In our view, a new arrangement such as that proposed above provides much more efficient use of everyone’s time.  It provides significant savings to the program, which are particularly needed now and in the foreseeable future given the tight fiscal situation in which the program is currently.  The sole NSROC contractor still benefits from the considerable marketing potential of the Wallops Flight Facility.  The centralized management approach brings together the several critical elements of the program  --  payload design and testing, operations, range telemetry and radar support (CSOC), and safety  --  all of which must be dealt with together to ensure a well-working and successful program.  Finally, the Principal Investigator (customer) will no longer feel the pressure that the science is subordinate to the business world.  Rather, the new model underscores the fact that efficient, high quality, cutting edge science remains at the forefront of NASA’s sounding rocket program.


Main Strengths:

NSROC is very competent and responsive to experimenter needs.  It includes a first rate cadre of engineers and technicians that know how to “get the job done” .  The new arrangement allows for marketing of Wallops which potentially has lucrative payoffs, particularly with DoD.


Main Weaknesses:

The current contract approach results in an expensive program which has not saved the program any money.  The profit incentive of NSROC does not support the general philosophy of providing an ultra-streamlined operation that designs, builds, and launches the maximum number of high quality payloads for the least amount of money.  The lack of a centralized management approach hurts the program and provides for a number of critical disconnects between the payload team, operations, range support, and safety.  The scientists are concerned that the program is increasingly conservative, which could limit their innovation and high-risk development efforts, which in turn, limits their capabilities to test new instruments and make important new scientific discoveries.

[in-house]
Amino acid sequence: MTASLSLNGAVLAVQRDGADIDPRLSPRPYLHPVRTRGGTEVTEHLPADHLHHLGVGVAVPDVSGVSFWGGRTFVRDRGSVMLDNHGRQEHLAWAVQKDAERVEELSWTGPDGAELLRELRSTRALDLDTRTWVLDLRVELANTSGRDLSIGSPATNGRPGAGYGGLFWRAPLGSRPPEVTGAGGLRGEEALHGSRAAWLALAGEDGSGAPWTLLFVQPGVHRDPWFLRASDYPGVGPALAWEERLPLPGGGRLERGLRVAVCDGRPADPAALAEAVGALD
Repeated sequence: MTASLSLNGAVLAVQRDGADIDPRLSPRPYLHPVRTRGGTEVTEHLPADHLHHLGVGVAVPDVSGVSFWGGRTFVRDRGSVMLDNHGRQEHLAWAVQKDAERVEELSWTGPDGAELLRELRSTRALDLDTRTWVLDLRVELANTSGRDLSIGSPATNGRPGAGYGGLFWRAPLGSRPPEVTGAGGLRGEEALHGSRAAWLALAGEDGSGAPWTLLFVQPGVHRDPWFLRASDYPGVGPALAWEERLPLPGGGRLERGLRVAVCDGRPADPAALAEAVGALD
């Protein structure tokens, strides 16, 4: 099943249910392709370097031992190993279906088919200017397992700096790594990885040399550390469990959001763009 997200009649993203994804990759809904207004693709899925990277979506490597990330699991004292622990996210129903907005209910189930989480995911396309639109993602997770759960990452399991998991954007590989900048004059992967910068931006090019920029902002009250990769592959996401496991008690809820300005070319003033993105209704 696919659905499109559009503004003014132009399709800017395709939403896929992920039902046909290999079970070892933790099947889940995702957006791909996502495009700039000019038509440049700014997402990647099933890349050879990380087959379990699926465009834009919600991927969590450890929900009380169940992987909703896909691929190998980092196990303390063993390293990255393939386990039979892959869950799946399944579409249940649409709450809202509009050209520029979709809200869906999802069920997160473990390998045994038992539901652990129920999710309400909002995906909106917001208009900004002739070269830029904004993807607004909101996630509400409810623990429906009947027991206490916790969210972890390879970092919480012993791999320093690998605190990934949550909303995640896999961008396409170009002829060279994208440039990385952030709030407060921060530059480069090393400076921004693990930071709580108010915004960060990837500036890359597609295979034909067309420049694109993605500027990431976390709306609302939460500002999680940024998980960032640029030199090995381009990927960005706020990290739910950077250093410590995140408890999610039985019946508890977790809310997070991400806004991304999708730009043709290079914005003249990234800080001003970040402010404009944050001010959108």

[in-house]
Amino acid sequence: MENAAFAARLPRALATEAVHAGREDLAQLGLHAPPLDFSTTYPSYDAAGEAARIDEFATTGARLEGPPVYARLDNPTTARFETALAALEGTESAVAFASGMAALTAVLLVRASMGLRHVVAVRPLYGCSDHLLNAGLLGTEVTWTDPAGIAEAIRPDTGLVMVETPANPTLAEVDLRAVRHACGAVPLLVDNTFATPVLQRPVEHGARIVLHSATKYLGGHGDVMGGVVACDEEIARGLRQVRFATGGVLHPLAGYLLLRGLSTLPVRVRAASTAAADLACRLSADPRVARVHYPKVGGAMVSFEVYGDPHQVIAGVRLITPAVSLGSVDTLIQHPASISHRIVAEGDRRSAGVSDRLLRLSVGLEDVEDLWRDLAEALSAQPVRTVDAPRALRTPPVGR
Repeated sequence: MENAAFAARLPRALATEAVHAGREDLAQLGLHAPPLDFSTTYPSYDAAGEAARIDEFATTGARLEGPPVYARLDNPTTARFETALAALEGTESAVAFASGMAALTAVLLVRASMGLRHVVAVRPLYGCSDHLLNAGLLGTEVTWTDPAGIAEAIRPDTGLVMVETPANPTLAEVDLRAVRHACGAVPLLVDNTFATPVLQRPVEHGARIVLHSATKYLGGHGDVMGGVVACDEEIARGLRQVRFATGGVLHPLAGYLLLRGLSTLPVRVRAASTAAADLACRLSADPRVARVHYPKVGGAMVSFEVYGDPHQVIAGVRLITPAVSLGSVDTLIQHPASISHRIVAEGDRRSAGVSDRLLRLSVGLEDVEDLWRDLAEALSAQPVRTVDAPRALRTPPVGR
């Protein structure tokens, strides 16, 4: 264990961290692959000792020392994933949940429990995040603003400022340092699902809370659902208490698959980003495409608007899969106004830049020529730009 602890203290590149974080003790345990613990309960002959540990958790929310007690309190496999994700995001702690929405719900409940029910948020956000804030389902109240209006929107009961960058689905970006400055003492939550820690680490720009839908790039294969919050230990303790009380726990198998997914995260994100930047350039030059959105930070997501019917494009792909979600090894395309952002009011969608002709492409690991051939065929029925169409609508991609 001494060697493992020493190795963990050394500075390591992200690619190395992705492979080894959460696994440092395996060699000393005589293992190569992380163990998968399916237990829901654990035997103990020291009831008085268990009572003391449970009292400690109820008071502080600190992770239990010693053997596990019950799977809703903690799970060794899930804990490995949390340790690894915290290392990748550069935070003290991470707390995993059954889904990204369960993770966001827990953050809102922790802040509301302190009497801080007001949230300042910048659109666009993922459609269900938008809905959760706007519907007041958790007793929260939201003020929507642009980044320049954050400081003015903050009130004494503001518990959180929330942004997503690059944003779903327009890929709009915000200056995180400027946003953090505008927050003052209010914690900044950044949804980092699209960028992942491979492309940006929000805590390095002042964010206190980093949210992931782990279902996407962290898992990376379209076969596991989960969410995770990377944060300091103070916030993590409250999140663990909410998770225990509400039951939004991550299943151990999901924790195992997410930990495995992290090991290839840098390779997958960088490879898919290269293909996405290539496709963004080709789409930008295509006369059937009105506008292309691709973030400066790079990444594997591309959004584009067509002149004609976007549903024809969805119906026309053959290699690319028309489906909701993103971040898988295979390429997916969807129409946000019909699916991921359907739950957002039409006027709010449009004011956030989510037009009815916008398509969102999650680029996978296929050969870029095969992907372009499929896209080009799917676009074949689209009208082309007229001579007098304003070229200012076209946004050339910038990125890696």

Recommendations for Consideration

--  Strengthen the NASA Program Office management role of NSROC. 


--  Perform all procurements (in particular of sounding rocket motors) on the government side.

--  Eliminate the formal RDM and detailed price quote for each mission. 

--  Implement a plan where NSROC bills for hours spent on a given project, without bidding each rocket individually.  Provide fees to NSROC for overall performance, not on a mission-by-mission basis.

--  Instigate a centralized management approach whereby payload design, operations, range telemetry and radar support (CSOC), and safety are all managed as a team.

--  Encourage new business ventures for NSROC to make optimum use of Wallops Facility which they will manage.


NASA Sounding Rocket Working Group

Dr. Robert F. Pfaff, Jr. (Chair)
NASA/Goddard Space Flight Center

Dr. James Clemmons
Aerospace Corporation

Dr. Joseph Davila
NASA/Goddard Space Flight Center

Dr. Greg Delory
University of California at Berkeley

Dr. Kristina Lynch
University of New Hampshire

Dr. Stephan McCandliss
Johns Hopkins University

Dr. Scott Porter
NASA/Goddard Space Flight Center

Dr. David Slater
Southwest Research Institute

Dr. James Ulwick
Utah State University

Dr. Erik Wilkinson
University of Colorado